Wednesday, June 13, 2012

Learning About the Past and Present on Educational Trips to Warwick


Located in the central part of the United Kingdom, Warwickshire is a land-locked shire with an abundance of historical interest - making educational trips to the area well worthwhile. Not only is the town of Stratford Upon Avon the birthplace of, arguably, one of the greatest English language writers of all time, William Shakespeare, but just a few miles outside of Stratford lies another bit of history in the form of Warwick Castle. Educational trips to the area will situate you in the ideal locale to visit the historical buildings, but while in the area do not neglect the modern history that is available as well. If you are interested in the history of transport, then a visit to the nearby Coventry Transport Museum is an absolute must.
Warwick Castle
The large and imposing medieval structure of Warwick Castle sits on the River Avon and strikes a stunning image in the countryside just a short distance away from Stratford Upon Avon. Educational trips to the castle will take students into the grounds to discover its history. It was built in 1068 by William the Conqueror and belonged to the Earl of Warwick; it was taken by the Henry of Anjou in 1153 and later by Henry II. Originally built as a wooden motte-and-bailey castle, in the 12th century it was rebuilt in stone. During the Hundred Years War, part of the fa├žade was re-fortified and is now one of the best examples of military architecture from that era. The castle itself is surrounded by a dry moat on the northern side and there is no real protection from the river side. With two entrances, however, the castle and grounds were made easier to guard and protect. Over the castle's 950-year history, it has been owned by 36 different people, and at various points the crown itself. The grounds were first mentioned in 1534 and 17th century landscaping added to the look of the grounds, which were designed by the aptly named Lancelot Brown. Currently the castle is owned by the Tussauds Group and provides a host of historically relevant attractions and tours through the inside and grounds.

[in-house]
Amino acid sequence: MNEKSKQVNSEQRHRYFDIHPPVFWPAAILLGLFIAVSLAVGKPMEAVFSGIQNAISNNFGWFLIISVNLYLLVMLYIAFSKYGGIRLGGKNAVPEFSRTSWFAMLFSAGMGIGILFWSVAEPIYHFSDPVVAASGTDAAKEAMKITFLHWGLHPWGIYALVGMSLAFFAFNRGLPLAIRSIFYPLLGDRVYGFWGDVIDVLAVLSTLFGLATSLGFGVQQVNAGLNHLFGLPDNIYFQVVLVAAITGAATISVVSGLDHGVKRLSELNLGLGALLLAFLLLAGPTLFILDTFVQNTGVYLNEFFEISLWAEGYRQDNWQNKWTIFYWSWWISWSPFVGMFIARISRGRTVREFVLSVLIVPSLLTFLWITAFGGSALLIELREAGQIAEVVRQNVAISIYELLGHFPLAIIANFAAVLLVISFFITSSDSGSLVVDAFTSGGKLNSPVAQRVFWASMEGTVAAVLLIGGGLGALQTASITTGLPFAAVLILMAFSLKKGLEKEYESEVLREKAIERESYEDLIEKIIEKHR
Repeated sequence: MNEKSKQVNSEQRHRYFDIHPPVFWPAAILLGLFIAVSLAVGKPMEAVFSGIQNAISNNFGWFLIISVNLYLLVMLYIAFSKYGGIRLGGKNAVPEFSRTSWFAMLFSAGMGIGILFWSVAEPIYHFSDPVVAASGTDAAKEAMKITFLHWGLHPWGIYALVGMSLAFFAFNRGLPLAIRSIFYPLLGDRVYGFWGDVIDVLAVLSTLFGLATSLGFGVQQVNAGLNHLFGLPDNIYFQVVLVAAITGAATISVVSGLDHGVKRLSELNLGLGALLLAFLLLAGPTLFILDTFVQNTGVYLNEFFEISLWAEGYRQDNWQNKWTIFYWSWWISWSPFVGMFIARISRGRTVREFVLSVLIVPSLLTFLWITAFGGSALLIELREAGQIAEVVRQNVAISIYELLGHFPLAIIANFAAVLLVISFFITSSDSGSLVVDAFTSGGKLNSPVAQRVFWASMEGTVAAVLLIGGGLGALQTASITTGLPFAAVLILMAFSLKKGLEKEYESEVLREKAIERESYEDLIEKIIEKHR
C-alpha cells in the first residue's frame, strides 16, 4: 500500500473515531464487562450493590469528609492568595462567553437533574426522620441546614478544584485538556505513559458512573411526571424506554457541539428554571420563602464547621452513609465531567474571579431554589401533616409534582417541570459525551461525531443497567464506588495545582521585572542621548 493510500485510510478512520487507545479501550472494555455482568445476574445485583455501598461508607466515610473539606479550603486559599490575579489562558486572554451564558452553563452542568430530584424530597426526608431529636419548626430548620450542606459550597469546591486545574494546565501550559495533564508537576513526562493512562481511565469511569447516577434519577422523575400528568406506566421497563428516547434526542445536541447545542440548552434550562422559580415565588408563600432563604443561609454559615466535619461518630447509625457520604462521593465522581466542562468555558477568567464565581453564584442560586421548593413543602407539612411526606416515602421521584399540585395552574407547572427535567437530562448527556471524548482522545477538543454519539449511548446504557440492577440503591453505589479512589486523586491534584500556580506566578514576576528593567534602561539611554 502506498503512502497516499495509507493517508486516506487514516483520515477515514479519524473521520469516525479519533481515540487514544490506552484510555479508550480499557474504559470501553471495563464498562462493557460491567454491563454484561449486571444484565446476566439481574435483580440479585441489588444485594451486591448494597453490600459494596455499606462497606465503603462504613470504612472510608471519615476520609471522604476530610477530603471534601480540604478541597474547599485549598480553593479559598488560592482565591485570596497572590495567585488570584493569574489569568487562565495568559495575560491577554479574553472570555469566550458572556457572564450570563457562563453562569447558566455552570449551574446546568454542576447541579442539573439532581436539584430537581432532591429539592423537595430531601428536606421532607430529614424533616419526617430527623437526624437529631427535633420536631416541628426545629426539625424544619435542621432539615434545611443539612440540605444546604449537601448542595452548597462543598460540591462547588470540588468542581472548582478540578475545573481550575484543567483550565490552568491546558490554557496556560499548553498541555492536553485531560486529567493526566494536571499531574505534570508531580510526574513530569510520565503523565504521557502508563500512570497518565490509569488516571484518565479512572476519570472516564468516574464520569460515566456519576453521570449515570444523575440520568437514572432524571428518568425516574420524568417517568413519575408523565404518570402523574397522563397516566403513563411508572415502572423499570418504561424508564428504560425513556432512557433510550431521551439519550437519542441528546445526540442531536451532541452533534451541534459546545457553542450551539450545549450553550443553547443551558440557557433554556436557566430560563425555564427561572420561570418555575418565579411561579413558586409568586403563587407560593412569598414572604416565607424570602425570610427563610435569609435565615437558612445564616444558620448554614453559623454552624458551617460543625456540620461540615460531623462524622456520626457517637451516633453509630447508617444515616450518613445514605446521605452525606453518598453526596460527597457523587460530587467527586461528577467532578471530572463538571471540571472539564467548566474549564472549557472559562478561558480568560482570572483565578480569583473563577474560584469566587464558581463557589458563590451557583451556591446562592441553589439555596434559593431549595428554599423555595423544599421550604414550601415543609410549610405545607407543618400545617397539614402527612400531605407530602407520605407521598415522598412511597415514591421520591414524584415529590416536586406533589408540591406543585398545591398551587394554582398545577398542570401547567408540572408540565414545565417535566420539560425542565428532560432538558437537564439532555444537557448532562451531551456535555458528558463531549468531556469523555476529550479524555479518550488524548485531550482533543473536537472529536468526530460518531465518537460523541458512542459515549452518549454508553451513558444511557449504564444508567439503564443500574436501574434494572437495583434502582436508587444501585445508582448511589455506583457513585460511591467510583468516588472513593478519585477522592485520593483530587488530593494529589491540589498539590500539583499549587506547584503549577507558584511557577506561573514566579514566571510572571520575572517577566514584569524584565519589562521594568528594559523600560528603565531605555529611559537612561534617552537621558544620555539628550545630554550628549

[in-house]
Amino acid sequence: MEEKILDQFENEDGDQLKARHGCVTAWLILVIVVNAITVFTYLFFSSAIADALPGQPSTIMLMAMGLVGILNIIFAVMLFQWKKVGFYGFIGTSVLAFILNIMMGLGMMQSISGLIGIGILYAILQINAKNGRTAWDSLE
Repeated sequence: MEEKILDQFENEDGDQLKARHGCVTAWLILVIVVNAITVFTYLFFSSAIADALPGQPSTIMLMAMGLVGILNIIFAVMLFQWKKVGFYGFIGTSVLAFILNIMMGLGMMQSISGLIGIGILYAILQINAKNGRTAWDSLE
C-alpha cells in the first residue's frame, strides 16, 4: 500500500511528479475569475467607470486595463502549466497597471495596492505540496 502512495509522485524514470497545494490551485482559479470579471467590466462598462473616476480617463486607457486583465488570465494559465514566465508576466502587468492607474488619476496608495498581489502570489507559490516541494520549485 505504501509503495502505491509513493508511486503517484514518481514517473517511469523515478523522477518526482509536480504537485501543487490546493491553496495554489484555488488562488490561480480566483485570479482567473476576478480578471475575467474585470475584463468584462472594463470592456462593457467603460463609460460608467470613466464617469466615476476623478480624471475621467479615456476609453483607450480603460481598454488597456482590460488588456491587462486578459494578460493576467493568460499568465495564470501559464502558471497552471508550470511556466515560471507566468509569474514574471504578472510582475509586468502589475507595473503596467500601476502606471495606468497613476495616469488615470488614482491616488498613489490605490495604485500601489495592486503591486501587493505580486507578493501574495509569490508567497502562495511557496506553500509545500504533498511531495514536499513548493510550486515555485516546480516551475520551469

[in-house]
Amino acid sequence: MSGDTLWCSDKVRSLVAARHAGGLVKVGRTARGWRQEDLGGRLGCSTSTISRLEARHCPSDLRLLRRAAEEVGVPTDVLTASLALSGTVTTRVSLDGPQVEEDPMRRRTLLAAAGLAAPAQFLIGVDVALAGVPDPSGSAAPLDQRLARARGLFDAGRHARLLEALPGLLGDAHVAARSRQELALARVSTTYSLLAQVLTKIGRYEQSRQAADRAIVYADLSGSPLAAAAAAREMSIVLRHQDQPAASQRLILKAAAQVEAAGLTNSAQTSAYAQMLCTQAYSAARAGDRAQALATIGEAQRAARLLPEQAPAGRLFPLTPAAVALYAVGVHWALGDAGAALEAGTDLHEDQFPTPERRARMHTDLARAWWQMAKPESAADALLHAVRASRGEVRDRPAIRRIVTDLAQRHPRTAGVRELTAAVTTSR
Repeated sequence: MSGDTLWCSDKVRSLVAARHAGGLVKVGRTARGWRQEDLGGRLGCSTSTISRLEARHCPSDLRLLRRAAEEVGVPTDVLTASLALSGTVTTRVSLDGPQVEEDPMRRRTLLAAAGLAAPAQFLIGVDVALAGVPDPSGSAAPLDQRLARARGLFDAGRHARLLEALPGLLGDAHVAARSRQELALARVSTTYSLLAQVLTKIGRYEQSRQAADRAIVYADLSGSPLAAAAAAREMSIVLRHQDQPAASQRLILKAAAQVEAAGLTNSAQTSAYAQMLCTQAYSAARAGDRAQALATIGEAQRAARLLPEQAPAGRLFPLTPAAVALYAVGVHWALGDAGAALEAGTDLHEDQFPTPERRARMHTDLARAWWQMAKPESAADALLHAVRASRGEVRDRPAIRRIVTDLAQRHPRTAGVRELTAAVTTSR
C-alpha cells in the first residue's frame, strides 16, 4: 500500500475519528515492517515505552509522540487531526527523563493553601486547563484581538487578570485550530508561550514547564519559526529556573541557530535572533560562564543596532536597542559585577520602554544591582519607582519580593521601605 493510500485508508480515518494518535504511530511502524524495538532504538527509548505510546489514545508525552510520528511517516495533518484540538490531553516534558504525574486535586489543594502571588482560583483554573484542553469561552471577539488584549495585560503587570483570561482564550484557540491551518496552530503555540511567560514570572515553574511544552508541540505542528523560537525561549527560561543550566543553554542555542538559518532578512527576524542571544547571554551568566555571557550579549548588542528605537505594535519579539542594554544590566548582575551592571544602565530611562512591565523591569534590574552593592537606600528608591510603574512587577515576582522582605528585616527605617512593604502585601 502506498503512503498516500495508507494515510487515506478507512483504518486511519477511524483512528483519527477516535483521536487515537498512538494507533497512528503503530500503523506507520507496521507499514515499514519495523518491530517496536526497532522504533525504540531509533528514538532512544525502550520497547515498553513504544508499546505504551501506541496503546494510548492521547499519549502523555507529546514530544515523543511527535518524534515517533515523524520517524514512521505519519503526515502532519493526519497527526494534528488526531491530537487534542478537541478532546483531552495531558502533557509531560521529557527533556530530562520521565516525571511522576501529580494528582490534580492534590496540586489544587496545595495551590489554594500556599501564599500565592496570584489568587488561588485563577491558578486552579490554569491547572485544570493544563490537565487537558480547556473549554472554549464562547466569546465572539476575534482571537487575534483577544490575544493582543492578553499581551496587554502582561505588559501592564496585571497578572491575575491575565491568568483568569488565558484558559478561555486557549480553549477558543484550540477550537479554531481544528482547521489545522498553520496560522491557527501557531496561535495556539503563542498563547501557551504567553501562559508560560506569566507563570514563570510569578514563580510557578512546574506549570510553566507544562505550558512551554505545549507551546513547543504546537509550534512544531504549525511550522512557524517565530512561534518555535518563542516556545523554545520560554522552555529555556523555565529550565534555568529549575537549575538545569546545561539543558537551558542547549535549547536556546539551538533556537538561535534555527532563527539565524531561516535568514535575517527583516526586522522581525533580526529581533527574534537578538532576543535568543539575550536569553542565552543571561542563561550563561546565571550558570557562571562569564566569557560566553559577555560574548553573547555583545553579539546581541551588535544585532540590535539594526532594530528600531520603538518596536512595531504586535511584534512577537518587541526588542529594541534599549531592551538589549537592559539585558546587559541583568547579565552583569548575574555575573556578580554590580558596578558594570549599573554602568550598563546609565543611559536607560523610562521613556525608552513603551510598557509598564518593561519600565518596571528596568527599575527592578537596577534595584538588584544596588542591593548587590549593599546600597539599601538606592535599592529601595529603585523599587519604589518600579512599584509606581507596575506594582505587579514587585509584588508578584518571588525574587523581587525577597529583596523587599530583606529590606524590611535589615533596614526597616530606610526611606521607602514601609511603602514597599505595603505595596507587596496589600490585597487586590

Coventry Transport Museum
Conveniently located in Coventry, due to its once being the centre of the United Kingdom's car industry, the Coventry Transport Museum (CTM) is a museum dedicated solely to the history of transport and boasts the world's largest collection of road transport. With over 300 cycle makers, 120 motorcycle makers and 130 car, commercial vehicle and other transport makers, educational trips to the CTM are a must for those with an interest in transport. The way the exhibits are arranged will take students through the past and into the present realm of motor transport, with some very exciting and famous exhibits. The museum is home to many Jaguars, Triumphs, Humber, Standards, and a few tanks, buses and even tractors. One of the most popular and well-known exhibits are the Thrust2 and ThrustSSC, which are the British cars that broke the land speed records in 1983 and 1997, respectively.

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